Chii and Yuu wander through a post-apocalyptic landscape in constant search of food, fuel, and shelter.  The end seems to have come through some huge war, and weapons and vehicles lie scattered everywhere like so much windblown litter.  Indeed, the girls travel on a Kettenkrad, a WWII German contraption that looks like the ungainly lovechild of a motorcycle and a small tank, and was originally designed as a military small tractor.  Both girls are dressed in what appear to be old military uniforms, and Yuu carries a rifle with which she seems quite capable and accurate.  Chii eschews weapons and is instead skilled in mechanics.   She also enjoys reading and keeps a journal.  And while it seems to be a constant struggle to survive their situation, they persevere through a quietly pedestrian tenacity and reliance upon each other.

Because we only have each other. . .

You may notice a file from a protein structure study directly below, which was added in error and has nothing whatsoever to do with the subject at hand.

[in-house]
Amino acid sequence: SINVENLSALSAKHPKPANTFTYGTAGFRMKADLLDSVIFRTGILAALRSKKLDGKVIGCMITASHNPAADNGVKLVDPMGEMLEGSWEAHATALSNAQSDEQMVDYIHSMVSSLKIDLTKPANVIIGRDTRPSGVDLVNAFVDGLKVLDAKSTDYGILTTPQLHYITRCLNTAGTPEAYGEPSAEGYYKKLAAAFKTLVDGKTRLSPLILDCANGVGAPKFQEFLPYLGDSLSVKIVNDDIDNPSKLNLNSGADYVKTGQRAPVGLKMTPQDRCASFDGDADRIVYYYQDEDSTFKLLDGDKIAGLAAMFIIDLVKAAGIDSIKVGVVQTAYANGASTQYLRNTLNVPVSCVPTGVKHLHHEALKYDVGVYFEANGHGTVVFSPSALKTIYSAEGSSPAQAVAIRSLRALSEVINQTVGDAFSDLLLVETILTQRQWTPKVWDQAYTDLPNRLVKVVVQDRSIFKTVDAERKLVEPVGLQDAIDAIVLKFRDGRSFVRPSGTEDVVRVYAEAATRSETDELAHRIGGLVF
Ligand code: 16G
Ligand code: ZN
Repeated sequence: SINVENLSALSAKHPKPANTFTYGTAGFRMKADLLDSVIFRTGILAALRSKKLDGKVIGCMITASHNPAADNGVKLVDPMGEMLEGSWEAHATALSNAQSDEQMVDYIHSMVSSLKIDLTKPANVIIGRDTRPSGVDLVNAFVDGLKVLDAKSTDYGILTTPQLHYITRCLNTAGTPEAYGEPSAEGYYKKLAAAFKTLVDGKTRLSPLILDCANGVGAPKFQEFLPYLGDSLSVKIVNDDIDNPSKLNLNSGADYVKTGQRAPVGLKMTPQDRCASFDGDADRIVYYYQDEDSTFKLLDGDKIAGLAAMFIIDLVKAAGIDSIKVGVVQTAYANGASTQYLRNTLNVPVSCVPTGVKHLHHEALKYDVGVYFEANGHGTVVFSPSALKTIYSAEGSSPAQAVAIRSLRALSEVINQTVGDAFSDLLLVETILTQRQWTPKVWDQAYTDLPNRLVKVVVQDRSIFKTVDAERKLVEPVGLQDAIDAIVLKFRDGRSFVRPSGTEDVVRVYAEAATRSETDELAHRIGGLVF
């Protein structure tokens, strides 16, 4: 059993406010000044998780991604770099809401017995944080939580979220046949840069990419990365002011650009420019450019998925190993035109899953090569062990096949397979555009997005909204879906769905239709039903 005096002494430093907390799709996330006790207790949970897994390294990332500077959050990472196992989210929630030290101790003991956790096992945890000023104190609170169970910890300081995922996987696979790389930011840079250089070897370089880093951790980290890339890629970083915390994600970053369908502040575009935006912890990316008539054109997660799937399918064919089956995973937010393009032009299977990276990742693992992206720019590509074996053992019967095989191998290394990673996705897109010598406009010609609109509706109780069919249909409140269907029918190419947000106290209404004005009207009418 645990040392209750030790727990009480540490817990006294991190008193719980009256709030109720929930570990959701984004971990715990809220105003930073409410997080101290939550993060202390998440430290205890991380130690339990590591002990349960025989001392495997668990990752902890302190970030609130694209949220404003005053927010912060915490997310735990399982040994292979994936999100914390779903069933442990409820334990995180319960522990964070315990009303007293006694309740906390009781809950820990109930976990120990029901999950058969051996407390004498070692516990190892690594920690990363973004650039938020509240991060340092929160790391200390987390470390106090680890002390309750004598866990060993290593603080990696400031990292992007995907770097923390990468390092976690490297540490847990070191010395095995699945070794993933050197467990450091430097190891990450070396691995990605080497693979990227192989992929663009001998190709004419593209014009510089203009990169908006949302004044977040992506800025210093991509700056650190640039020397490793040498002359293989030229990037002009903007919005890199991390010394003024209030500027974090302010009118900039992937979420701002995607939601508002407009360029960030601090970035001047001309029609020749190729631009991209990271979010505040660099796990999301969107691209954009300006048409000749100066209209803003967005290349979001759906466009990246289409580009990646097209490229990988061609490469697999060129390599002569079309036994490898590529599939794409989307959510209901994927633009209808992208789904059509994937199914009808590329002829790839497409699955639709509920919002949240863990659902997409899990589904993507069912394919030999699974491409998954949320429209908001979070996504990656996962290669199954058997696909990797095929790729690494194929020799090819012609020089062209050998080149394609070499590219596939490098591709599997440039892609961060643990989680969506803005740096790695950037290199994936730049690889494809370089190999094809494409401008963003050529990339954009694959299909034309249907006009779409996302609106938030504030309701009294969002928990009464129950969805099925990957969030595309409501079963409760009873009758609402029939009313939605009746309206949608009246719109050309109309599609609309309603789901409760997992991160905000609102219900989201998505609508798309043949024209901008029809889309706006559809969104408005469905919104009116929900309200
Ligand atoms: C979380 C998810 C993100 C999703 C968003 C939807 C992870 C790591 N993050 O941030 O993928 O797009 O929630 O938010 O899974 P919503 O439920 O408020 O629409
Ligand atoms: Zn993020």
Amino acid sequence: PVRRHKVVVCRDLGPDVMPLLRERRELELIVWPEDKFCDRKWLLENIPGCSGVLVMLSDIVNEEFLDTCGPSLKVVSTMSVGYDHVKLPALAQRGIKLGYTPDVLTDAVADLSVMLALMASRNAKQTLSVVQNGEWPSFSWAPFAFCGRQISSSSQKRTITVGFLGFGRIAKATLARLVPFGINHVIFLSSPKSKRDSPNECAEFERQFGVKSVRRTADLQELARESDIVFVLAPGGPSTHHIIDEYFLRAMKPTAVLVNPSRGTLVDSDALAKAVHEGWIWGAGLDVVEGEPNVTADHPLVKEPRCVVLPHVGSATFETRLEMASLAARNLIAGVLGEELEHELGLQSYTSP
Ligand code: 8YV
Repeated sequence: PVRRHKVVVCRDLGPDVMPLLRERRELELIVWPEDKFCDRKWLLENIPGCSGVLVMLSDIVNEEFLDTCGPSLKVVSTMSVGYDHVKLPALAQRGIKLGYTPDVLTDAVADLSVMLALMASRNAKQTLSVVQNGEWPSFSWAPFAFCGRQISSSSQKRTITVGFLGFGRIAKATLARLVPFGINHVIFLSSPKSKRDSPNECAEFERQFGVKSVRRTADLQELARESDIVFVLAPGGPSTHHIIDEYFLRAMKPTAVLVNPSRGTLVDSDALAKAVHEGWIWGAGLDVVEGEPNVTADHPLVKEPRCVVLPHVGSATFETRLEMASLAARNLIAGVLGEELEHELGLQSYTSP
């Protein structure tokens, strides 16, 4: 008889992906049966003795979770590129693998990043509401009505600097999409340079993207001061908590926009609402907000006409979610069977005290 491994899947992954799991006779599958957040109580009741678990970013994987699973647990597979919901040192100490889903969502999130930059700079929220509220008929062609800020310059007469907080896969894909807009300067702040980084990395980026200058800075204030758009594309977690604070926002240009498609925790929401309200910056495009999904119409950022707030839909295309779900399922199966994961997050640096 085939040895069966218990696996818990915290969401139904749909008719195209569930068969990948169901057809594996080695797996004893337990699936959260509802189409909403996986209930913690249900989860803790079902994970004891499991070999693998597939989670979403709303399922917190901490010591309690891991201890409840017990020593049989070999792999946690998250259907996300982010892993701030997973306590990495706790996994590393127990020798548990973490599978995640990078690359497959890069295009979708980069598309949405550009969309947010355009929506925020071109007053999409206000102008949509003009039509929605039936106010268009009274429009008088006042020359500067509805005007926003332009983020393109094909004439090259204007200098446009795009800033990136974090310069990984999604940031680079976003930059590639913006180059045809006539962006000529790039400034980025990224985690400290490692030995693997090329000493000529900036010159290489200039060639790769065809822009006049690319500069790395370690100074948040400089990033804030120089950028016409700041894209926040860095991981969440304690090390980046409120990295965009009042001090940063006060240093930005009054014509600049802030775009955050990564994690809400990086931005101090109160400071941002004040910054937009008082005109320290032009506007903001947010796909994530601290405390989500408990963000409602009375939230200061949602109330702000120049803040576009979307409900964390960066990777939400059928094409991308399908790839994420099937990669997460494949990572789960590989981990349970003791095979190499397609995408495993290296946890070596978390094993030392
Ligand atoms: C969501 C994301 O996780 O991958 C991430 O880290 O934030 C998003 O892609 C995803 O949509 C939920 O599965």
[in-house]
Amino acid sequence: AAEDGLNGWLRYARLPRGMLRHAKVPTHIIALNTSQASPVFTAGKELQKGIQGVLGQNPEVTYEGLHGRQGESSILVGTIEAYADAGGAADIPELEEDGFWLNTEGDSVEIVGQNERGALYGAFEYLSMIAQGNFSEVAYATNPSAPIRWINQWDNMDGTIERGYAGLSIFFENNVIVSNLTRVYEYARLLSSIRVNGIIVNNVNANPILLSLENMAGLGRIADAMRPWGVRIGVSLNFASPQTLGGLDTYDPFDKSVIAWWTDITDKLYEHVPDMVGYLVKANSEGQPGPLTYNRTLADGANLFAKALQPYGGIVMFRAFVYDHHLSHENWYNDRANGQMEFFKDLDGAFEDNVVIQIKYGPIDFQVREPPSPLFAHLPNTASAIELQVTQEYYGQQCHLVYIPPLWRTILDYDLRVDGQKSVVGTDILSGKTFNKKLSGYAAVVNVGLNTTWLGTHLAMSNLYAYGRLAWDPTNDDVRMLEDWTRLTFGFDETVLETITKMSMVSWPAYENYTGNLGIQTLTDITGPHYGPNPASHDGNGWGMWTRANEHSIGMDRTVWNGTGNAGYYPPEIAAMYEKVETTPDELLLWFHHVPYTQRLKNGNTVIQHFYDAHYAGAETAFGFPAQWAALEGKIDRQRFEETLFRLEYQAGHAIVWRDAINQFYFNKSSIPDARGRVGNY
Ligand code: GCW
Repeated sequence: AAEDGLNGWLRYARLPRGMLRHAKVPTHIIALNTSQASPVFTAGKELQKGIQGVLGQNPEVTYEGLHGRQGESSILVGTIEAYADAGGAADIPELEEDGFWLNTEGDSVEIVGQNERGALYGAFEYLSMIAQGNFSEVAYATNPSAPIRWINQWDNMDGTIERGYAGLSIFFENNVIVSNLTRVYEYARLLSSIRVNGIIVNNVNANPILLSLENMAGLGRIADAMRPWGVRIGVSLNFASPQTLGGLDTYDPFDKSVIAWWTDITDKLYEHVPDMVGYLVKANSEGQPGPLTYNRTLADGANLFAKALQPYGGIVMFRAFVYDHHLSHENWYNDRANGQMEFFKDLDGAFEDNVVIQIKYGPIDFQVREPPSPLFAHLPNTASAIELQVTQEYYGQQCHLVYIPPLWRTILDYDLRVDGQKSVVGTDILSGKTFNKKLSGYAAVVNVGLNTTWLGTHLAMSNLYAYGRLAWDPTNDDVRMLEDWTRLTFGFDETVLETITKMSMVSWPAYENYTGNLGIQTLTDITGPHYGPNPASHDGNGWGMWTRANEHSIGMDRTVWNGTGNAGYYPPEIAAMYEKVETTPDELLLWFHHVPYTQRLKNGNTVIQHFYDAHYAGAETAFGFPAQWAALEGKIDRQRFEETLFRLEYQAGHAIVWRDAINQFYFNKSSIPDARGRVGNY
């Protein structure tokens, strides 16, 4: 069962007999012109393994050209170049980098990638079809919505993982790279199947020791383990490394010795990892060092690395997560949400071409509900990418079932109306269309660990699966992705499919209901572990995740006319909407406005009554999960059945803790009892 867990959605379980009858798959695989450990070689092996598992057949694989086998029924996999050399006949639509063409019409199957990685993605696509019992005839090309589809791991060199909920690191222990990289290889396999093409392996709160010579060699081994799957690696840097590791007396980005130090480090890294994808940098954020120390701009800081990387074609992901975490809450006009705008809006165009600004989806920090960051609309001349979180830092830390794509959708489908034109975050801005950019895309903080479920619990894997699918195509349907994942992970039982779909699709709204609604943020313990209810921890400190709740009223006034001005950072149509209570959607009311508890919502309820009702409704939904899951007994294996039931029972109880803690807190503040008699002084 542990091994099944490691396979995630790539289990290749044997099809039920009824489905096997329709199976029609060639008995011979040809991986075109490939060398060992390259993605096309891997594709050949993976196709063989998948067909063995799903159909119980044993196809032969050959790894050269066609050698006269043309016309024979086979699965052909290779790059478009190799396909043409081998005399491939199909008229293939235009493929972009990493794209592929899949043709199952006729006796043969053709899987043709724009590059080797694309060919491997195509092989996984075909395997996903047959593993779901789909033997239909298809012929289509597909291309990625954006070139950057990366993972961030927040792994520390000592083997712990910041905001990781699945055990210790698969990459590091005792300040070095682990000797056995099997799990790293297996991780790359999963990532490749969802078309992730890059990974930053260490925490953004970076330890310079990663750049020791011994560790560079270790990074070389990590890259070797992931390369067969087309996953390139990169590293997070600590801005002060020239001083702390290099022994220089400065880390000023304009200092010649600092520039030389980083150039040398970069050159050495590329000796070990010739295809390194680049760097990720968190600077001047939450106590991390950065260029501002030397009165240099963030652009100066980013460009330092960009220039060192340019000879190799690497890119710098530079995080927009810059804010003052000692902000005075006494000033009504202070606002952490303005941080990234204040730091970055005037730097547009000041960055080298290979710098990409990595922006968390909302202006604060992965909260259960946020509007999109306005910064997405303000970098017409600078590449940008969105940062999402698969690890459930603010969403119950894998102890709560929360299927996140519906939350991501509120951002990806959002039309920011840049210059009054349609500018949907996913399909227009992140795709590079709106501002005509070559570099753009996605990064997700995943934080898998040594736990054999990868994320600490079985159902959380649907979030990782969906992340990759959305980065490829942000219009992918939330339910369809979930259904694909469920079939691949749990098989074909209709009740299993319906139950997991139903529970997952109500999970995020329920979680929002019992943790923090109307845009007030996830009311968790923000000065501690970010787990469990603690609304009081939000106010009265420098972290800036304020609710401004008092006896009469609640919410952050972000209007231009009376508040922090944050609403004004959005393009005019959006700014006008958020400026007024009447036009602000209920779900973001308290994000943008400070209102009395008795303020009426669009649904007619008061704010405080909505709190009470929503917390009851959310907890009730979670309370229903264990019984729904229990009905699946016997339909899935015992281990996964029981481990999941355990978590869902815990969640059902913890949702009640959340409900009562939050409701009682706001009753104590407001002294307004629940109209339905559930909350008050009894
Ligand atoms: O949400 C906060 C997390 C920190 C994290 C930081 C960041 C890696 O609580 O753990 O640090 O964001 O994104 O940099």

Sounds more bleak than scary?  Watch again.  How overpopulated did the world become that we had to build multilayered cities?  How quickly would food production have become inadequate to feed so many people?  Or watch Chii read without knowing what certain key words reference or mean–then watch Yuu struggle to read at all.  Notice how desolate of life is their world.  Then, perhaps most ominous of all, consider how (beautifully) detailed the background artwork is in comparison to Chii and Yuu, whose faces seem practically featureless.  Everything, even their Kettenkrad, is attentively drawn in much more detail than our protagonists–why?  Is it to show them as Everymen, thereby thrusting viewers into their roles and struggles?  Is it to emphasize their transience and mortality, mocking that they are destined for the grave long before the already dead civilization that birthed them?  Or, worse yet, might it be both these things combined?  Revelation and accusation of our individual insignificance in the face of the world we’ve created?  Now, that’s scary!